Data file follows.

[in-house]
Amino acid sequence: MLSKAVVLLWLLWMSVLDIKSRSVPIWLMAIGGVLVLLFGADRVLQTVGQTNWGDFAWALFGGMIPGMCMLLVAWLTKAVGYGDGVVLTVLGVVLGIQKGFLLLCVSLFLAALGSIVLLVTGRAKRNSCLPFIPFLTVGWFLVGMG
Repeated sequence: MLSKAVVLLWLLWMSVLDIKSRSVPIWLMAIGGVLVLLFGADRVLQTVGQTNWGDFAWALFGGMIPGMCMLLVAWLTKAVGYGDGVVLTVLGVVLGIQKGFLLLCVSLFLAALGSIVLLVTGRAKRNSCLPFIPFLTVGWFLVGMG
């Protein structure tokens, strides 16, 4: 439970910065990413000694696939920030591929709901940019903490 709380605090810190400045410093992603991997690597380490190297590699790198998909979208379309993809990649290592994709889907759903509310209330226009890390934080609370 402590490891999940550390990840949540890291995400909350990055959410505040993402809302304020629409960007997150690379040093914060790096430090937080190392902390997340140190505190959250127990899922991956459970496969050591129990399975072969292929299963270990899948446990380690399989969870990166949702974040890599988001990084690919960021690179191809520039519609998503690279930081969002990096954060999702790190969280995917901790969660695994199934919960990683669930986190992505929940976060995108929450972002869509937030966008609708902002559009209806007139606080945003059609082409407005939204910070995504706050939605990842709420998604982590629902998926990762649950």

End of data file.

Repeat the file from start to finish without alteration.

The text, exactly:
[in-house]
Amino acid sequence: MLSKAVVLLWLLWMSVLDIKSRSVPIWLMAIGGVLVLLFGADRVLQTVGQTNWGDFAWALFGGMIPGMCMLLVAWLTKAVGYGDGVVLTVLGVVLGIQKGFLLLCVSLFLAALGSIVLLVTGRAKRNSCLPFIPFLTVGWFLVGMG
Repeated sequence: MLSKAVVLLWLLWMSVLDIKSRSVPIWLMAIGGVLVLLFGADRVLQTVGQTNWGDFAWALFGGMIPGMCMLLVAWLTKAVGYGDGVVLTVLGVVLGIQKGFLLLCVSLFLAALGSIVLLVTGRAKRNSCLPFIPFLTVGWFLVGMG
């Protein structure tokens, strides 16, 4: 439970910065990413000694696939920030591929709901940019903490 709380605090810190400045410093992603991997690597380490190297590699790198998909979208379309993809990649290592994709889907759903509310209330226009890390934080609370 402590490891999940550390990840949540890291995400909350990055959410505040993402809302304020629409960007997150690379040093914060790096430090937080190392902390997340140190505190959250127990899922991956459970496969050591129990399975072969292929299963270990899948446990380690399989969870990166949702974040890599988001990084690919960021690179191809520039519609998503690279930081969002990096954060999702790190969280995917901790969660695994199934919960990683669930986190992505929940976060995108929450972002869509937030966008609708902002559009209806007139606080945003059609082409407005939204910070995504706050939605990842709420998604982590629902998926990762649950």